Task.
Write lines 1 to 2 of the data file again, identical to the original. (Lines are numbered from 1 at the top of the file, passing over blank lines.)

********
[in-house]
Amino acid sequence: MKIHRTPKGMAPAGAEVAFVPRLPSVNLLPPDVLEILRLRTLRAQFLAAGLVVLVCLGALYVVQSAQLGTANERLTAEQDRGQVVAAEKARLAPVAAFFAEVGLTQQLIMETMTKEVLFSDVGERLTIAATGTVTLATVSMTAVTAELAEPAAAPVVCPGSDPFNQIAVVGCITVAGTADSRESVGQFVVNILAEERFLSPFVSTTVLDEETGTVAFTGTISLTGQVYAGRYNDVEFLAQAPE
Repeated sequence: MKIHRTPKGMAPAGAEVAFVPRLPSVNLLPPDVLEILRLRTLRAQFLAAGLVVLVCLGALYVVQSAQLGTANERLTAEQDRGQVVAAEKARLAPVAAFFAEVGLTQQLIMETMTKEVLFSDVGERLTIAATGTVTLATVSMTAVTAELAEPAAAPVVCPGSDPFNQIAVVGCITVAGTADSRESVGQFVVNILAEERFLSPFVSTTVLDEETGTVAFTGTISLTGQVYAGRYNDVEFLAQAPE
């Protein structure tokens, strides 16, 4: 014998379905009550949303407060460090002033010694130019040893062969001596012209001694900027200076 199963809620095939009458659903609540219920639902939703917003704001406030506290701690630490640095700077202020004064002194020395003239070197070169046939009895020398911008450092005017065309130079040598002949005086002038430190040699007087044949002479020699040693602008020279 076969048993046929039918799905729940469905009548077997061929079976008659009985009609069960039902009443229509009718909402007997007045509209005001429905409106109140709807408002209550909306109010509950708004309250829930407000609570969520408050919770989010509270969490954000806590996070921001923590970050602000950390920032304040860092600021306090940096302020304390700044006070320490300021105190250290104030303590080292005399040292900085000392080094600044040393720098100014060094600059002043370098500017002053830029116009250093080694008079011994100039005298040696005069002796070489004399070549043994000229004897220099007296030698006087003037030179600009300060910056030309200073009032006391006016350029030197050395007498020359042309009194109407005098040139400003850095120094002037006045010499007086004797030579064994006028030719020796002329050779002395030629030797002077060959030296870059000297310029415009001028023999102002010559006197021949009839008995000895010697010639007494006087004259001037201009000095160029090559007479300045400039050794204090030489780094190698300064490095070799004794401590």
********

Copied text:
[in-house]
Amino acid sequence: MKIHRTPKGMAPAGAEVAFVPRLPSVNLLPPDVLEILRLRTLRAQFLAAGLVVLVCLGALYVVQSAQLGTANERLTAEQDRGQVVAAEKARLAPVAAFFAEVGLTQQLIMETMTKEVLFSDVGERLTIAATGTVTLATVSMTAVTAELAEPAAAPVVCPGSDPFNQIAVVGCITVAGTADSRESVGQFVVNILAEERFLSPFVSTTVLDEETGTVAFTGTISLTGQVYAGRYNDVEFLAQAPE